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Energy siting commission is too little too late  

The glaring reason I can see for the after-the-fact installation of this energy siting commission is that folks as impacted neighbors are increasingly catching on to the issues surrounding ridgeline wind development and especially those of wind developments in close proximity to homes. To name just a few important human stories, look to the Nelsons in Lowell, the Fitzgeralds of Georgia Mountain, and the Therrien family in Sheffield. The fact that a siting commission was not considered important in the first place, or even in initial existence at all, implies that there was not going to be any processes, rigors or people slowing this agenda down! It’s an ugly conclusion one can draw that strongly suggests that public input was actually not wanted.

Credit:  by Vanessa Mills Holmquist | January 28, 2013 | vtdigger.org ~~

I am torn about generating a rebuttal to stakeholder and industrial (Grandpa’s Knob) ridgeline wind developer Steve Eisenberg’s Dec. 21 letter in the Rutland Herald (link to letter on Grandpa’s Knob Wind Project website). Responding would involve being pulled back into the distraction game. And for climate justice in Vermont, the productive, proactive point would be to not continue supporting, or even fighting, Big Wind here in the state. Instead, we need to take some honest time (i.e. support and pass a moratorium) to consider impacts while also looking with purpose, conscience and follow-through to where direct and immediate shifts can be truly made for the common good. I cannot include with this, though, merely giving a nod in gentle acceptance that Gov. Peter Shumlin’s new Energy Generation Siting Policy Commission is at work. True, it may be at work now. But it was newly formed late this fall as GMP (Lowell Mountain) and Blittersdorf (Georgia Mountain) already barreled headlong toward their projected, subsidy-gathering deadlines.

So perhaps we could consider that the Energy siting commission was set in place, and not one bit beforehand, only as Shumlin’s knee-jerk response to the statewide ridgeline destruction opposition. This commission needs time to comprehensively gather information and then document its findings. It will need to have its findings approved or not (and hopefully not then “cleaned and gleaned” by one whom the governor appoints to that job). The commission will need to submit these for the records and then legislation can be shaped by its findings. By then, though, the Legislature will not be in session and so finally by the 2014 legislative session this commission’s findings will be applicable. Meanwhile, before the findings are in and made available, Gov. Shumlin wants to continue with industrial wind development and “build ‘em as fast as we know how.” Wouldn’t all that appear backwards? Wouldn’t that even seem like an empty gesture or some attempt at placation made by the governor?

How is it that a siting commission of anything is formed after the fact? Doesn’t a property owner or builder have to apply siting considerations as initial steps and apply in a proper process that considers impacts to others, to communities? Could a homeowner simply go ahead and build or create an addition on their property without first applying for the process of how this property addition might impact a neighbor? What are the initial and careful hoops we jump through here? And why are these in place as part of the initial steps we must take? Is it out of respect for rights of other property owners, for neighbors? Aren’t these the very relevant processes that should be worked through before imposition of developments? Aren’t these initial steps of proper siting by definition, and not steps to be taken lightly or after the fact? Don’t the opinions/properties/lives of neighbors and impacted parties matter? And do not fall for a developer’s argument that the permitting process is strict and rigorous. Act 250, would rigorously protect potentially impacted neighbors and Vermont’s potentially impacted natural assets and resources. However, developer-friendly section 248 provides the rubber stamp needed to neatly bypass the protective rigors of Act 250. So much for strict processes of application and consideration.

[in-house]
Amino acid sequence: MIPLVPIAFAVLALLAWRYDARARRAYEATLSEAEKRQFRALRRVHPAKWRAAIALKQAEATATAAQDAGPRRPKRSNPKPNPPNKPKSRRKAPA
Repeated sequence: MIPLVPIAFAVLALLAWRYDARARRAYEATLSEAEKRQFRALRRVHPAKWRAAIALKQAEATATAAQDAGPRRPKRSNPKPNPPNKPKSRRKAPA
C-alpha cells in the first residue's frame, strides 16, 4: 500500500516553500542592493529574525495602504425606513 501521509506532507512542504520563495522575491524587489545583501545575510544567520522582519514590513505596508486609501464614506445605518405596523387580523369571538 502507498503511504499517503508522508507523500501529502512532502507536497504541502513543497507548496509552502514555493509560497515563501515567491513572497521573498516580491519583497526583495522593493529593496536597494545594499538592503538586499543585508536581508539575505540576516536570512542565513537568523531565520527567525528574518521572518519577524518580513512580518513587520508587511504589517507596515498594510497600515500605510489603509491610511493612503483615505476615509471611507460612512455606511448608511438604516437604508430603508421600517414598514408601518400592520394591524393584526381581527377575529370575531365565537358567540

The glaring reason I can see for the after-the-fact installation of this energy siting commission is that folks as impacted neighbors are increasingly catching on to the issues surrounding ridgeline wind development and especially those of wind developments in close proximity to homes. To name just a few important human stories, look to the Nelsons in Lowell, the Fitzgeralds of Georgia Mountain, and the Therrien family in Sheffield. The fact that a siting commission was not considered important in the first place, or even in initial existence at all, implies that there was not going to be any processes, rigors or people slowing this agenda down! It’s an ugly conclusion one can draw that strongly suggests that public input was actually not wanted. The Honorable Governor Shumlin’s/GMP’s/Blittersdorf’s expedited, “build-em-as-fast-as-we-can” agenda would seem to be above governance that considers the good of impacted neighbors, property owners with supposed rights, and surrounding communities. But if said impacted neighbors are poor, or struggling, or lacking in resources/awareness, or are simply deceived and/or bullied into buying in, so then aren’t they also unable to stand up to impacts made by larger entities. So then, maybe the larger entities can get away with it, anyway.

Source:  by Vanessa Mills Holmquist | January 28, 2013 | vtdigger.org

This article is the work of the source indicated. Any opinions expressed in it are not necessarily those of National Wind Watch.

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